Italy on Wednesday joined the rest of the Western world in extending legal recognition to same-sex relationships with parliament overwhelmingly backing gay civil unions after a long battle to overcome opposition led by the Catholic church.
Lawmakers in the lower-house Chamber of Deputies voted 372-51 in favour of the legislation with 99 abstentions after an earlier vote of confidence in the government on the issue had been equally comfortably carried, making approval of the bill itself automatic.
The long-awaited and much-disputed legislation was hailed as a landmark but also criticised as falling short of full equality for gay couples, particularly in relation to adoption and marriage rights.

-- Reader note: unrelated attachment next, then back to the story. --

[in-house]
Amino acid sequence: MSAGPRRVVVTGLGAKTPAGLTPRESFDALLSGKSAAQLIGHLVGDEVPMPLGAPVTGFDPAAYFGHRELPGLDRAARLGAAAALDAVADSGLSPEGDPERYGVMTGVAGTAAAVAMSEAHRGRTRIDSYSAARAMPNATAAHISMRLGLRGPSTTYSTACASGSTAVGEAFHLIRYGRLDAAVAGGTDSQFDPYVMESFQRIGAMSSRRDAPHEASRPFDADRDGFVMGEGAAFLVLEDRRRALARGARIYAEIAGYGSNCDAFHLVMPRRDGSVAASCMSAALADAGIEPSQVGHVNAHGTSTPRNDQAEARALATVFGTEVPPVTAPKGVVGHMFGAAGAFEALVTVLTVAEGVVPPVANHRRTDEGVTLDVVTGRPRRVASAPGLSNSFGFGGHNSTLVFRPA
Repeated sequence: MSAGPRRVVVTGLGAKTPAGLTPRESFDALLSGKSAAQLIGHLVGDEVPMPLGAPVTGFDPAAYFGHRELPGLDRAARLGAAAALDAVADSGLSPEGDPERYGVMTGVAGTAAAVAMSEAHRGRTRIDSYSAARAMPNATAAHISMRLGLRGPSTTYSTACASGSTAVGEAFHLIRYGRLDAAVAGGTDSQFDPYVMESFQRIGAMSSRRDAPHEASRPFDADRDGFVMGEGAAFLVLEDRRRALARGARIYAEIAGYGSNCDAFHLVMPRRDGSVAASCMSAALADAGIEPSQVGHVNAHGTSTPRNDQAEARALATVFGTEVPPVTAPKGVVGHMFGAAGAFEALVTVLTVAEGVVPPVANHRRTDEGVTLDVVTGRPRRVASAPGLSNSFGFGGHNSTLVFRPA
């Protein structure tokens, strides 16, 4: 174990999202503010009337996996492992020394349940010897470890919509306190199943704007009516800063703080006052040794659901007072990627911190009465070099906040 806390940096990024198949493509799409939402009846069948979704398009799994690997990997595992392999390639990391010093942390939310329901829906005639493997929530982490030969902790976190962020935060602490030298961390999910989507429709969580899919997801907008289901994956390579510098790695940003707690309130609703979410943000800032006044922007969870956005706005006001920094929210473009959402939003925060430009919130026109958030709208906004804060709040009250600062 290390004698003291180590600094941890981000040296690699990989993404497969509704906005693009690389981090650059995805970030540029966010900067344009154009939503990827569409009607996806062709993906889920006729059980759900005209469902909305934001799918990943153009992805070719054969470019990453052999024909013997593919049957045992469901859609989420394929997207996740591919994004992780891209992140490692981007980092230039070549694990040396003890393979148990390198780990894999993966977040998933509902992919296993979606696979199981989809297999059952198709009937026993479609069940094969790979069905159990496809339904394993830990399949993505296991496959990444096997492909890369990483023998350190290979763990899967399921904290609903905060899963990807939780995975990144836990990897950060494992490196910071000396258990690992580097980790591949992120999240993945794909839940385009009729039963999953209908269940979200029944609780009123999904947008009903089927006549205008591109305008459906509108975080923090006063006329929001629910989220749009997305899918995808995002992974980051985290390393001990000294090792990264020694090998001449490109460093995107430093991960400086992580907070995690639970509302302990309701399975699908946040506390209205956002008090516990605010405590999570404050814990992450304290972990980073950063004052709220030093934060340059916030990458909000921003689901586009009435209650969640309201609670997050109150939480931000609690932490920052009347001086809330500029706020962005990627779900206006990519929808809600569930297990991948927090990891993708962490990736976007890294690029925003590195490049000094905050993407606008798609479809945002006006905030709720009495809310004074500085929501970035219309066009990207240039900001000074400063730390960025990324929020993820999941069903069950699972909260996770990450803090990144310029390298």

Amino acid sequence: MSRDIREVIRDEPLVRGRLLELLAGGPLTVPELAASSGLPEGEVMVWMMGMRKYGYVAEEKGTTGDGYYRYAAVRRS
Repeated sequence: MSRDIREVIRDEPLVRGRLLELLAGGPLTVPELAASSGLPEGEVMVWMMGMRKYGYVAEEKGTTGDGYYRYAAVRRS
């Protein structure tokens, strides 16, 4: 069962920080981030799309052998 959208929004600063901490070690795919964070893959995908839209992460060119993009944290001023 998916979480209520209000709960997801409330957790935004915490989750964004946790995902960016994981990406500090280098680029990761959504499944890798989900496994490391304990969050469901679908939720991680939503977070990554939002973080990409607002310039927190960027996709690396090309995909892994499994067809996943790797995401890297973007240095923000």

Gay rights activist Federica Frasconi, 26, was in a small crowd outside parliament for the votes.
“We hope the next law, which we will all fight for … will be for marriage and adoption. And I hope there will be also a law against homophobia,” she told AFP.
Monica Cirinna, the senator who was the main author of the bill, said she expected the first civil union ceremonies “no later than September” and dismissed opponents who vowed to seek a referendum aimed at overturning the law.
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